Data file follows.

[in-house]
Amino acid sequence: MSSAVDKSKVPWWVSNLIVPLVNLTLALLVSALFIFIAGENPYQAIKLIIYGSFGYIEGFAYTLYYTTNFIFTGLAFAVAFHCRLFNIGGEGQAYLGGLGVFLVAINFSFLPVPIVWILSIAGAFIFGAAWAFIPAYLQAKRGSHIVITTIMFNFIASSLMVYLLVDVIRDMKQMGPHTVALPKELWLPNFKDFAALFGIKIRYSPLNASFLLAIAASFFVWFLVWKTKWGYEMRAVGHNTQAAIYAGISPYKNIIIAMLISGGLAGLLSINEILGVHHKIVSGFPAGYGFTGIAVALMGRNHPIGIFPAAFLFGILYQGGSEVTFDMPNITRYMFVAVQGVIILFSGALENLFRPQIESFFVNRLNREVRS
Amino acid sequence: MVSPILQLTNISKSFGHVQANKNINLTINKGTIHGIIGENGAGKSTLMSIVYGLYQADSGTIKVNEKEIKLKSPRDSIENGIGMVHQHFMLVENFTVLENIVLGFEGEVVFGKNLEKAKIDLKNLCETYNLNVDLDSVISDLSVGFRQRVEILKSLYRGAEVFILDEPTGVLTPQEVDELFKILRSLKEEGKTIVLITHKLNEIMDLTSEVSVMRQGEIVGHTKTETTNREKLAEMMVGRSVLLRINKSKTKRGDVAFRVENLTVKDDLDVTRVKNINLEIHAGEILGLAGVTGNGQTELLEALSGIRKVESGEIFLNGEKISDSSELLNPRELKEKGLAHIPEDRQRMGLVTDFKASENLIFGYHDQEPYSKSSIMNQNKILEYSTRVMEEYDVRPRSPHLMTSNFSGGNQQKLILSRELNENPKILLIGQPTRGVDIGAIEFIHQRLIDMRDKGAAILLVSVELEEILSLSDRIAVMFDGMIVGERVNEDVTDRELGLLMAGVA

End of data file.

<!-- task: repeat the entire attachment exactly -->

[in-house]
Amino acid sequence: MSSAVDKSKVPWWVSNLIVPLVNLTLALLVSALFIFIAGENPYQAIKLIIYGSFGYIEGFAYTLYYTTNFIFTGLAFAVAFHCRLFNIGGEGQAYLGGLGVFLVAINFSFLPVPIVWILSIAGAFIFGAAWAFIPAYLQAKRGSHIVITTIMFNFIASSLMVYLLVDVIRDMKQMGPHTVALPKELWLPNFKDFAALFGIKIRYSPLNASFLLAIAASFFVWFLVWKTKWGYEMRAVGHNTQAAIYAGISPYKNIIIAMLISGGLAGLLSINEILGVHHKIVSGFPAGYGFTGIAVALMGRNHPIGIFPAAFLFGILYQGGSEVTFDMPNITRYMFVAVQGVIILFSGALENLFRPQIESFFVNRLNREVRS
Amino acid sequence: MVSPILQLTNISKSFGHVQANKNINLTINKGTIHGIIGENGAGKSTLMSIVYGLYQADSGTIKVNEKEIKLKSPRDSIENGIGMVHQHFMLVENFTVLENIVLGFEGEVVFGKNLEKAKIDLKNLCETYNLNVDLDSVISDLSVGFRQRVEILKSLYRGAEVFILDEPTGVLTPQEVDELFKILRSLKEEGKTIVLITHKLNEIMDLTSEVSVMRQGEIVGHTKTETTNREKLAEMMVGRSVLLRINKSKTKRGDVAFRVENLTVKDDLDVTRVKNINLEIHAGEILGLAGVTGNGQTELLEALSGIRKVESGEIFLNGEKISDSSELLNPRELKEKGLAHIPEDRQRMGLVTDFKASENLIFGYHDQEPYSKSSIMNQNKILEYSTRVMEEYDVRPRSPHLMTSNFSGGNQQKLILSRELNENPKILLIGQPTRGVDIGAIEFIHQRLIDMRDKGAAILLVSVELEEILSLSDRIAVMFDGMIVGERVNEDVTDRELGLLMAGVA